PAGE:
Happy Halloween, and Happy Day 31 of “31 Days of NaNoWriMo Prep”! We did it! We made it to the end of the month! Tomorrow kicks off NaNoWriMo, and I don’t think I could be any more excited! Let’s end this month and kick off November with a bang by discussing exactly how you (and I) can win NaNoWriMo this year. If you’re new and haven’t read the rest of the posts in the series, it’s never too late to catch up! Click here to read the other 30 posts, or click here to watch the corresponding YouTube videos.
Okay, let’s hop right into this. How can you win NaNoWriMo? How can I win, for that matter? After all, I’ve participated for the past four years, but I’ve never actually reached the elusive 50,000 words. Which, I’m sure, doesn’t inspire a whole lot of confidence, but hear me out. This year, I guarantee that I’m going to win NaNoWriMo. Bold words, I know, but I say them with the utmost confidence. I’m able to say them with confidence because, after four years, I know what I’ve been doing wrong. That’s why I decided to take on the challenge of covering 31 topics in 31 days in the first place. I wanted to keep you guys from making the same mistakes I have, and most of my mistakes had to do with simply not being prepared. So if you’ve been following along with my posts, you should already be in a prime position to win NaNoWriMo. Of course, there’s still some other things that you can do throughout the month of November to also keep yourself on track.
First, you should keep in mind that it’s better to get ahead early than to fall behind and try to catch up. If you know your schedule ahead of time, plan around days you know you won’t get any writing done and make up for those lost words in the days before. My biggest mistake in NaNoWriMos past was that I would hit the daily goal of 1,667 words and then just stop writing. Then, days where I couldn’t write started piling up, making my daily goal increase slowly until I was overwhelmed and simply gave up. Don’t let this happen to you. Pull ahead while you can so that you don’t become overwhelmed by days when you simply can’t write for one reason or another.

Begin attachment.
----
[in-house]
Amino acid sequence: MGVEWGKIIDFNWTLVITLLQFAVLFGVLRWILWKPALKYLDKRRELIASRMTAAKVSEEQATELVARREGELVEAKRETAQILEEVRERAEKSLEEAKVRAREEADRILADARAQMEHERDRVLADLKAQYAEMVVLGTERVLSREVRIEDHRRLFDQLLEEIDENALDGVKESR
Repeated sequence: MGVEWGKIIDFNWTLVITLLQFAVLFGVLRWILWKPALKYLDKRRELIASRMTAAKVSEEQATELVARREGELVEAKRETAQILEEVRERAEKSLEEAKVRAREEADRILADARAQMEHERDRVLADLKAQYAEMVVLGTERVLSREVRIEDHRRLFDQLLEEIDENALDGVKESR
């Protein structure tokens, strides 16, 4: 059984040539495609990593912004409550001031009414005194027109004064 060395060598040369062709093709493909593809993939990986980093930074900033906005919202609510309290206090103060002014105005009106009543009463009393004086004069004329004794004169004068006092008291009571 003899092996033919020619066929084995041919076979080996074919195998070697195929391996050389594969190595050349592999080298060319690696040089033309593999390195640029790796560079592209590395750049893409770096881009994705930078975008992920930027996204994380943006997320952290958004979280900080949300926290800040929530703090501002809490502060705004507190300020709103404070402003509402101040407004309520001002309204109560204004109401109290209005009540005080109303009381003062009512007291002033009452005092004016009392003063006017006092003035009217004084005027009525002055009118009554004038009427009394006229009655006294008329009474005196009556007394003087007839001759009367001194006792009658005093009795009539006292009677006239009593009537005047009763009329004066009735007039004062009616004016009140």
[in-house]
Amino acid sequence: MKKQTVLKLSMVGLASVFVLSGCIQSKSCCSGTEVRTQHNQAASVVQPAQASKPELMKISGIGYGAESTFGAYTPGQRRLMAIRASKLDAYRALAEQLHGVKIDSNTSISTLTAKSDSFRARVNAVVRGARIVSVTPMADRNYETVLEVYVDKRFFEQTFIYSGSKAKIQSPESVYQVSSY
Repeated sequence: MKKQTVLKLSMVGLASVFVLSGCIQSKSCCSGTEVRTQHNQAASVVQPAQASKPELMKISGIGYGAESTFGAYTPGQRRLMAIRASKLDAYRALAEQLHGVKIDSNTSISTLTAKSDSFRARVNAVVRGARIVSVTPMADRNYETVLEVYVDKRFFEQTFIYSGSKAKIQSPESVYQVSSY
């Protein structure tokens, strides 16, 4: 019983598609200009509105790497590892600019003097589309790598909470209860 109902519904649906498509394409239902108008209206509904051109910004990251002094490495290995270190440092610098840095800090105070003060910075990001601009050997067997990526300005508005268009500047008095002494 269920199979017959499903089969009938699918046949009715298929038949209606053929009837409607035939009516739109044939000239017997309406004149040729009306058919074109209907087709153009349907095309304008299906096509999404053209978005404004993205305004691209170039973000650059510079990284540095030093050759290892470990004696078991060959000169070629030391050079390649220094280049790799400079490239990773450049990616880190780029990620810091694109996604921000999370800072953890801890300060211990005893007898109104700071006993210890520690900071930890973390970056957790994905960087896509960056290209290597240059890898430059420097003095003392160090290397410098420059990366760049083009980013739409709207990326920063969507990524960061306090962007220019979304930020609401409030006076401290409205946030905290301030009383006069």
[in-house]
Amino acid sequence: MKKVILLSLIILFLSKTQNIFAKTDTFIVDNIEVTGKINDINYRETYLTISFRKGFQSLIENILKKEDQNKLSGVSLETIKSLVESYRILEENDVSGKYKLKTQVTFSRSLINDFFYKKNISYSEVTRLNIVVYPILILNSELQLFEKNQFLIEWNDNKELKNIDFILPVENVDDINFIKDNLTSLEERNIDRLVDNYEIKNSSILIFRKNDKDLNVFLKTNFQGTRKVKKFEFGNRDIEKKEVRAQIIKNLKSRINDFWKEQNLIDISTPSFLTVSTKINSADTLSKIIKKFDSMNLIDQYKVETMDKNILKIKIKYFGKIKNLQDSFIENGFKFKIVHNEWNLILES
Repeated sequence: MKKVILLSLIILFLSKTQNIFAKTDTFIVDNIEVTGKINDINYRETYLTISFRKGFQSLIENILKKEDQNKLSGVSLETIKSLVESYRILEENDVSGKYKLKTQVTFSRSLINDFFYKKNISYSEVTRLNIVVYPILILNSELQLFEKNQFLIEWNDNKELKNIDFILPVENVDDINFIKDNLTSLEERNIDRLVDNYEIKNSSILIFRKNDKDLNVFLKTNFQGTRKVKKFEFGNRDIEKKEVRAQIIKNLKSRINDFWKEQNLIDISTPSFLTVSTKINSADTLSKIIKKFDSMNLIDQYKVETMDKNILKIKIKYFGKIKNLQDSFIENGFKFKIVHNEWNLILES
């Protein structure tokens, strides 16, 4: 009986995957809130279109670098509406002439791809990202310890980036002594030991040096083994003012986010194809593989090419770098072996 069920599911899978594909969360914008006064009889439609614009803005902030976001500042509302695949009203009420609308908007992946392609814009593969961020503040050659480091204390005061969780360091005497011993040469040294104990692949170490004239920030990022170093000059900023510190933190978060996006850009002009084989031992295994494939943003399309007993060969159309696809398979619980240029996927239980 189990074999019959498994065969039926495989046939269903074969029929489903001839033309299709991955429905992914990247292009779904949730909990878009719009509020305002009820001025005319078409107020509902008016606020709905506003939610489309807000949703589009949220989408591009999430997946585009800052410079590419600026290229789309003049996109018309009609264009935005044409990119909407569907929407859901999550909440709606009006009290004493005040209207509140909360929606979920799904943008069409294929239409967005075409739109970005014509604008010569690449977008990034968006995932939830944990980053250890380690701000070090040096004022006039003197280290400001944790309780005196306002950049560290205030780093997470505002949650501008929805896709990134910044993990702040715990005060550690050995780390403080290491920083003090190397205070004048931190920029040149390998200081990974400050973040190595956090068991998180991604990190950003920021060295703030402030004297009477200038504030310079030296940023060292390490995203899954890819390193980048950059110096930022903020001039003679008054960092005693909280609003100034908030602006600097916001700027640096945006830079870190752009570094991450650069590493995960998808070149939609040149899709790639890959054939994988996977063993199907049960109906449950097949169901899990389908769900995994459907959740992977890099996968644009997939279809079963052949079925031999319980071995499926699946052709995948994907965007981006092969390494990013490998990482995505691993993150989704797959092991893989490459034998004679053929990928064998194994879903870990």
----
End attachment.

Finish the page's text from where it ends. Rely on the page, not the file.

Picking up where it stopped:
Second, if you’ve made an outline, make sure you use it. The outline is the best way to keep you writing quickly and consistently. The past four years, I actually haven’t been working with an outline, and I can almost guarantee that that’s the reason I’ve failed. It’s hard to get almost 2,000 words down a day if you don’t even know which direction your story needs to go in.
Third, don’t edit as you go. There isn’t time for you to get caught up in editing what you’ve already written. NaNoWriMo is about forward momentum. Getting words down on the page and working out the kinks later. First drafts are rarely pretty, no matter how much you edit them, so why waste the time that you could be using to reach your word count goal for the day? December is all about polishing up your draft, and that’s when you can release your inner editor from its cage (but no sooner!).
Fourth, try your best to write every day, even if you only get ten words down. This’ll keep your writing gears well-oiled for when you’re able to get back to the grind. I’m sure you know how difficult it is to write after you’ve skipped a day, and with NaNoWriMo you really can’t afford to stutter. If you really can’t write on a certain day, though, at least make sure you’re thinking about your novel whenever you can, so that you have plenty to write the next time you’re able to sit down at your computer/typewriter/notebook/stone tablet/whatever.